SHORT REPORT
How has the COVID-19 pandemic affected tobacco users in India: Lessons from an ongoing tobacco cessation program
 
More details
Hide details
1
Narotam Sekhsaria Foundation, Mumbai, India
2
Salaam Bombay Foundation, Mumbai, India
CORRESPONDING AUTHOR
Gauri Mandal   

Salaam Bombay Foundation, Nirmal Building, Nariman Point, Mumbai, 400025, India
Submission date: 2020-06-25
Final revision date: 2020-08-07
Acceptance date: 2020-09-01
Publication date: 2020-09-14
 
Tob. Prev. Cessation 2020;6(September):53
 
KEYWORDS
TOPICS
ABSTRACT
Introduction:
Tobacco use is detrimental at any time. However, it is proving to be more dangerous during the COVID-19 pandemic. Tobacco use may increase the risk of being infected, increases the chances of complications, and also increases the probability of its spread. We assessed the awareness about this association and the impact of the lockdown on tobacco use among tobacco users registered before the lockdown for LifeFirst, a tobacco dependence treatment program.

Methods:
1016 tobacco users were under active follow-up in their course of the 6-month counselling program. From 14 to 28 May 2020, 650 (64%) of these registered users were contacted by counsellors for follow-up sessions over the telephone. Semi-structured questionnaires were filled in during the calls.

Results:
Two-thirds (67%) of tobacco users were unaware of the association between tobacco and COVID-19. Only 30% of the users felt that the current situation had affected their tobacco use, the commonest impacts being unavailability and increased prices of tobacco products. While this was seen as an opportunity to quit by some users, some reported increased tobacco use due to increased stress. Of the 219 (34%) tobacco users who quit tobacco during the lockdown, 51% quit because of the lockdown and their concern over COVID-19. Abstinence among those who were aware of the association between the coronavirus and tobacco was twice that among those who were not aware.

Conclusions:
Awareness activities about the harmful effects of tobacco during the coronavirus pandemic have to be strengthened. Measures to motivate and support tobacco users to quit have to be provided through cessation services.

ACKNOWLEDGEMENTS
We gratefully acknowledge the cooperation of the study participants and the efforts of the LifeFirst intervention team: Sadashiv Hattarki, Asha Kamble Shridhar Mulam, Nitesh Agre, Mayuresh Jagtap, Neha Korlekar, Harshali Gaikwad and Grishma Shah.
CONFLICTS OF INTEREST
The authors have completed and submitted the ICMJE Form for Disclosure of Potential Conflicts of Interest and none was reported.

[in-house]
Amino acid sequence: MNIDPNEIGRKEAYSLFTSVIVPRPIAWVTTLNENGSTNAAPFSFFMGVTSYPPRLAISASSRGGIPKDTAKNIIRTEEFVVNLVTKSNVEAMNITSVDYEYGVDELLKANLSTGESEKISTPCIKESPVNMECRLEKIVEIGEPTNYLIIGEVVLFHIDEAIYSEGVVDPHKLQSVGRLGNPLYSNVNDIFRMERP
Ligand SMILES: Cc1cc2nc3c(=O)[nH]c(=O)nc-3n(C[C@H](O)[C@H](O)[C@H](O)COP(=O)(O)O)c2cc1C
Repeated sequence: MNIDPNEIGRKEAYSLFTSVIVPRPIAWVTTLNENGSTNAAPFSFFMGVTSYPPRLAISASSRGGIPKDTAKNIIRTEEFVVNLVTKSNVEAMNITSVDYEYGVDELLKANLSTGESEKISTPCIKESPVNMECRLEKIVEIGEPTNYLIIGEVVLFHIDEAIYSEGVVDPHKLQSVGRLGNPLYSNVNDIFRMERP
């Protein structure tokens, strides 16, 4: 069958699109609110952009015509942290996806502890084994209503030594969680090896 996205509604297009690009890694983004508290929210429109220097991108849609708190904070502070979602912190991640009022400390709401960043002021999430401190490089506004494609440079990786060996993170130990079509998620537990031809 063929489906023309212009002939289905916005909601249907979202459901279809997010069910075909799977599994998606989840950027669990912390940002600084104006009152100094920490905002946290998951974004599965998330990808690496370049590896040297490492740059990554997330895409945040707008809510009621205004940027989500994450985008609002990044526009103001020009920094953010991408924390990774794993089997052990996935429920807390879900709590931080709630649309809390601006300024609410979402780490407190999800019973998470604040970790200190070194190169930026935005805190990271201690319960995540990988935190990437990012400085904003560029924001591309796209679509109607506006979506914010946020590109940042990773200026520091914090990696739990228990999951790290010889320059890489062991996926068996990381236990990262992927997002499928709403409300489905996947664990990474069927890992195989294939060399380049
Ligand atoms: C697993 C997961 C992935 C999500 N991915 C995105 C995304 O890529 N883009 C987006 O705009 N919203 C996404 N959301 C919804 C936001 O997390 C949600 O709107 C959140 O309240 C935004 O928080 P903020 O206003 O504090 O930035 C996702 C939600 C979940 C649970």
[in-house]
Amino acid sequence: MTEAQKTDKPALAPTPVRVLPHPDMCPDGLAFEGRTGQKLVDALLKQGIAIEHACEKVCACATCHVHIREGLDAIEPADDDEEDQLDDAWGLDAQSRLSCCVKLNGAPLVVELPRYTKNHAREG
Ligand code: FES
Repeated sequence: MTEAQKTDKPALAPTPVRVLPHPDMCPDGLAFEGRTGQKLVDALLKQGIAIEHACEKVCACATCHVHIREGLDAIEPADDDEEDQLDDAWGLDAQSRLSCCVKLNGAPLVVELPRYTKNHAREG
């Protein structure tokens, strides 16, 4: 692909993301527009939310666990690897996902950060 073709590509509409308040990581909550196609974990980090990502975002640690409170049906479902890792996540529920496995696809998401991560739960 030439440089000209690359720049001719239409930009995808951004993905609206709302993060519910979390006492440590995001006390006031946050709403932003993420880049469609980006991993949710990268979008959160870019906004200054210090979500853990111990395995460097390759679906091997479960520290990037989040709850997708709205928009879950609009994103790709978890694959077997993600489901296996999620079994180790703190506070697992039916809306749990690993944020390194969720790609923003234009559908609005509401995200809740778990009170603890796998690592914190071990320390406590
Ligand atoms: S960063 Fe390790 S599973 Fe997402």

FUNDING
There was no source of funding for this research.
PROVENANCE AND PEER REVIEW
Not commissioned; externally peer reviewed.
 
REFERENCES (14)
1.
U.S. Department of Health and Human Services. The Health Consequences of Smoking: 50 Years of Progress. A Report of the Surgeon General. Atlanta, GA: U.S. Department of Health and Human Services, Centers for Disease Control and Prevention, National Center for Chronic Disease Prevention and Health Promotion, Office on Smoking and Health; 2014. https://www.ncbi.nlm.nih.gov/b.... Accessed August 7, 2020.
 
2.
Zhou Z, Chen P, Peng H. Are healthy smokers really healthy? Tob Induc Dis. 2016;14(November):1-12. doi:10.1186/s12971-016-0101-z
 
3.
Vardavas CI, Nikitara K. COVID-19 and smoking: A systematic review of the evidence. Tob Induc Dis. 2020;18(March):1-4. doi:10.18332/tid/119324
 
4.
Patanavanich R, Glantz SA. Smoking Is Associated With COVID-19 Progression: A Meta-analysis. Nicotine Tob Res. 2020;22(9):1653-1656. doi:10.1093/ntr/ntaa082
 
5.
World Health Organization. WHO statement: Tobacco use and COVID-19. https://www.who.int/news-room/.... Published May 11, 2020. Accessed June 13, 2020.
 
6.
Berlin I, Thomas D, Le Faou AL, Cornuz J. COVID-19 and smoking. Nicotine Tob Res. 2020;22(9):1650-1652. doi:10.1093/ntr/ntaa059
 
7.
Gretler C. Smoking Helps Open Gateway to Coronavirus Infection. https://www.bloombergquint.com.... Published April 9, 2020. Updated April 10, 2020. Accessed June 13, 2020.
 
8.
Zhao Q, Meng M, Kumar R, et al. The impact of COPD and smoking history on the severity of Covid-19: A systemic review and meta-analysis. J Med Virol. 2020. doi:10.1002/jmv.25889
 
9.
Guan WJ, Liang WH, Zhao Y, et al. Comorbidity and its impact on 1590 patients with Covid-19 in China: A Nationwide Analysis. Eur Respir J. 2020;55(5):2000547. doi:10.1183/13993003.00547-2020
 
10.
World Health Organization. Q&A: Tobacco and COVID-19. https://www.who.int/emergencie.... Published May 27, 2020. Accessed June 13, 2020.
 
11.
Harvard T. H. Chan School of Public Health. Tips for Smokers and Tobacco Users. https://www.hsph.harvard.edu/i.... Accessed June 13, 2020.
 
12.
Singh A, Chaturvedi P. Smokeless tobacco use and the COVID-19 pandemic. Blog | BMJ Journals. https://blogs.bmj.com/covid-19.... Published April 8, 2020. Accessed June 13, 2020.
 
13.
Tata Institute of Social Sciences (TISS), Mumbai and Ministry of Health and Family Welfare, Government of India. Global Adult Tobacco Survey GATS 2 India 2016-17. New Delhi, India: Ministry of Health and Family Welfare, Government of India, World Health Organization, Tata Institute of Social Sciences; 2018. http://download.tiss.edu/Globa.... Accessed August 7, 2020.
 
14.
World Health Organization. Tobacco Free Initiative (TFI): Other economic issues in tobacco control. https://www.who.int/tobacco/ec.... Accessed July 30, 2020.
 
eISSN:2459-3087